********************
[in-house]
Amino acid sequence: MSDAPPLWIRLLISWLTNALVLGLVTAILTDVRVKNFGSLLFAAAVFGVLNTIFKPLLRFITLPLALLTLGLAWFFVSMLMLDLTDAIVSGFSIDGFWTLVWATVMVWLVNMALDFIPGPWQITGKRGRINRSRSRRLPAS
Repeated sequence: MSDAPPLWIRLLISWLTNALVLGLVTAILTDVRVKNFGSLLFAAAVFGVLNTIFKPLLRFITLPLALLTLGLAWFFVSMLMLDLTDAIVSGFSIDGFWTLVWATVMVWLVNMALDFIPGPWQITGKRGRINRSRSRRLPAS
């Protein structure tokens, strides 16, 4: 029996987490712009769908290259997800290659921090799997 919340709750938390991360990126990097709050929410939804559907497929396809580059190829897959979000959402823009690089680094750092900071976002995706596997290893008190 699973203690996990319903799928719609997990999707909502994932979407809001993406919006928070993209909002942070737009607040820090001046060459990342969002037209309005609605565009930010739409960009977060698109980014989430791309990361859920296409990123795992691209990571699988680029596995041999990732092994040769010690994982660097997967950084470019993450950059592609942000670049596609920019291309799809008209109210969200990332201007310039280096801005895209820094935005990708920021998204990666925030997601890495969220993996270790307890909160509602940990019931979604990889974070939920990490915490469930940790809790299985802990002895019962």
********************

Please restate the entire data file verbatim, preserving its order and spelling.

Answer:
[in-house]
Amino acid sequence: MSDAPPLWIRLLISWLTNALVLGLVTAILTDVRVKNFGSLLFAAAVFGVLNTIFKPLLRFITLPLALLTLGLAWFFVSMLMLDLTDAIVSGFSIDGFWTLVWATVMVWLVNMALDFIPGPWQITGKRGRINRSRSRRLPAS
Repeated sequence: MSDAPPLWIRLLISWLTNALVLGLVTAILTDVRVKNFGSLLFAAAVFGVLNTIFKPLLRFITLPLALLTLGLAWFFVSMLMLDLTDAIVSGFSIDGFWTLVWATVMVWLVNMALDFIPGPWQITGKRGRINRSRSRRLPAS
């Protein structure tokens, strides 16, 4: 029996987490712009769908290259997800290659921090799997 919340709750938390991360990126990097709050929410939804559907497929396809580059190829897959979000959402823009690089680094750092900071976002995706596997290893008190 699973203690996990319903799928719609997990999707909502994932979407809001993406919006928070993209909002942070737009607040820090001046060459990342969002037209309005609605565009930010739409960009977060698109980014989430791309990361859920296409990123795992691209990571699988680029596995041999990732092994040769010690994982660097997967950084470019993450950059592609942000670049596609920019291309799809008209109210969200990332201007310039280096801005895209820094935005990708920021998204990666925030997601890495969220993996270790307890909160509602940990019931979604990889974070939920990490915490469930940790809790299985802990002895019962």